The New Faces of Fashion Entrepreneurship
Grow Your Business, Not Your Inbox
For New York Fashion Week, here's a look at some entrepreneurs who have succeeded in making inroads in an industry known not only for its glamour but also for its insularity and unpredictability.
Business: Online sample sales
Projected 2010 revenue: More than $100 million
HauteLook is one of a growing number of sample-sale sites, expected to generate $8 billion in the next five years. With dozens of competitors cropping up, Bernhard decided that instead of stocking merchandise, he would offer sales on behalf of the brands, in exchange for a 30 percent cut of their profits. As of March, HauteLook began turning a profit of its own.
"Anytime there is a dramatic shift in the way business is being conducted, there is opportunity. . . We took the opportunity and changed the way people shop."
Tip: Create a new niche and then separate yourself from the pack.
Business: Online vintage-inspired clothing boutique
Projected 2010 revenue: More than $20 million
Susan Gregg-Koger started ModCloth as an answer to a closet overstuffed with one-of-a-kind vintage shoes and dresses. By 2006, the online boutique for vintage and vintage inspired fashions was drawing 60,000 visitors a month, and Gregg-Koger was ready to take ModCloth to the next level. She bootstrapped the financing and sought out designers to create original vintage-inspired collections. Gregg-Koger says that the future of ModCloth is in "social commerce." ModCloth's new "Be the Buyer" program lets customers decide the styles that go into production.
"If I have a Facebook account, and my friends do, my business should."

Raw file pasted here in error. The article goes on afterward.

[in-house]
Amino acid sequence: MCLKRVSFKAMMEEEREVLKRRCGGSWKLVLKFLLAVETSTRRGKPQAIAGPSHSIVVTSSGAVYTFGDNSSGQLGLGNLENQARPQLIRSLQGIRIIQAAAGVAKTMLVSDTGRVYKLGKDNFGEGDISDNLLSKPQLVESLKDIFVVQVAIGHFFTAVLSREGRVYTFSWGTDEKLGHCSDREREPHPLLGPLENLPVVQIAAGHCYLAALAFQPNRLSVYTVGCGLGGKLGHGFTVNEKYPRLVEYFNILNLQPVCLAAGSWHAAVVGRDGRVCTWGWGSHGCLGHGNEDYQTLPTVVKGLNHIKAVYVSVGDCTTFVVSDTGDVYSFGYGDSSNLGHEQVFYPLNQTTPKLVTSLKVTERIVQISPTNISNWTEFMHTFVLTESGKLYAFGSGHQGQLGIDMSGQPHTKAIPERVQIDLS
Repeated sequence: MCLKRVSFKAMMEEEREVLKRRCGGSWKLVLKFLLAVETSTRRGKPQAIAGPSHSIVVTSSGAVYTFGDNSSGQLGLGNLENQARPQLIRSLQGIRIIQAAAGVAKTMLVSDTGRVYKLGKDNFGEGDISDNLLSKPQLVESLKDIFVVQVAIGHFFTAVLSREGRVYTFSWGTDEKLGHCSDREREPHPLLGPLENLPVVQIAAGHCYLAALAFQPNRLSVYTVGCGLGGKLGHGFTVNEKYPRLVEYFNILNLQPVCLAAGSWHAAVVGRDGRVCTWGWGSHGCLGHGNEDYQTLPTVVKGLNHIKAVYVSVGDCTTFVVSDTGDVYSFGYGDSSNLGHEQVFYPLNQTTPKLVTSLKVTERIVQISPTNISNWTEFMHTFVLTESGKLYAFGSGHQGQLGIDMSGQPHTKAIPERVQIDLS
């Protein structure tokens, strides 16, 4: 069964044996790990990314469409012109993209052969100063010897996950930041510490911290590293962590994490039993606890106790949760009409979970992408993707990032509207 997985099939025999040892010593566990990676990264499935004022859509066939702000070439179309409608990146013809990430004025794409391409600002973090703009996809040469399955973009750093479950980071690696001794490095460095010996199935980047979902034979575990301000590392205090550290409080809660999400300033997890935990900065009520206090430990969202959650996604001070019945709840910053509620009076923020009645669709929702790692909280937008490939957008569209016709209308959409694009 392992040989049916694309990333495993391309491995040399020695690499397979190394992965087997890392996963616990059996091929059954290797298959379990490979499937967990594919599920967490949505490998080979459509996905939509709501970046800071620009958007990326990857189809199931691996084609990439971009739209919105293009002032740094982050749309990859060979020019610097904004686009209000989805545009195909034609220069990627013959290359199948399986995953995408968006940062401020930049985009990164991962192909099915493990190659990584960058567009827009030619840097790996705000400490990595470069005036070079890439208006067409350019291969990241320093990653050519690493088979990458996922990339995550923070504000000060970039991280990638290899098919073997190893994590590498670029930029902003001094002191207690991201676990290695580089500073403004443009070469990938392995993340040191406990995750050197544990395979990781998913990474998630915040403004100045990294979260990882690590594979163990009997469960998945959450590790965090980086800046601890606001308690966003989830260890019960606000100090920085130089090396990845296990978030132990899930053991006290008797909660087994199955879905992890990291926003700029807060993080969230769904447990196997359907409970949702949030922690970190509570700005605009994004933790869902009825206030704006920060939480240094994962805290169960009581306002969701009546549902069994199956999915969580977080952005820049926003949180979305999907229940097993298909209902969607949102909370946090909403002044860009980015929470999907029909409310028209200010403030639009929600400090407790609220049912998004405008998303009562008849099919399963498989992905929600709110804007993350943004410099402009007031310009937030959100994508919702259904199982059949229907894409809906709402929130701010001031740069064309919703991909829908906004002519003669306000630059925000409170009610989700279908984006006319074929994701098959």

Tip: Leverage social media to get customers involved and invite them to tell you what they want.
Jenn Hyman and Jenny Fliess
Rent the Runway
New York City
Business: Haute-couture special-occasion rentals
For 20-somethings Jenn Hyman and Jenny Fliess, the timing couldn't be better for their online boutique that lets aspiring fashionistas rent designer frocks for special occasions. Heiman and Fliess say that while launching a business during the recession may seem like a risky proposition to some, it was actually the perfect time to get into the business of renting luxury apparel. Since launching less than a year ago, Rent The Runway has grown to over 450,000 members.
"Our philosophy was always that we needed to figure out on our own that the business made sense."
Tip: Test the market to prove your concept.
Pleasure Doing Business
Business: Independent fashion label
Simone Gonzalez was walking through the Los Angeles garment district looking for inspiration. What she found was a thick elastic material "that would become her destiny." She played around with the fabrics until she had fashioned them into a simple, zipperless tube skirt. Since launching her modern-girl, rock-inspired line, Pleasure Doing Business, in 2009, the tiny elasticized skirts have been worn by celebrities such as Heidi Klum and Rihanna, and spawned five collections. Gonzalez says it's the ultra mini skirt that put her brand on the map and continues to be her best seller.
"Putting a skirt on makes you feel like a girl...To me, it's like a jean or like a T-shirt."
Tip: Don't be afraid to follow your instincts and take risks.
Wear Today Gone Tomorrow
New York City
Business: Luxury apparel and accessories rental
Madeline Passarelli grew up behind the scenes of her father's apparel business and has no illusions about the hard work behind the glamour of fashion. She also knows she can't do it all, so she outsources tasks such as IT, quality control and dry cleaning. Fashionistas sign up for a free membership to gain access to Wear Today Gone Tomorrow's inventory of designer gowns, jackets and tops. Wear Today Gone Tomorrow's specialty? Colorful pieces with a wow factor. Standardized sizing helps shoppers make sense of varying size across designers. If they happen to fall in love with what they rent, shoppers can buy it for up to 80 percent off the retail price.
"This business is about much more than picking out the dresses."
Tip: Don't try to do everything yourself.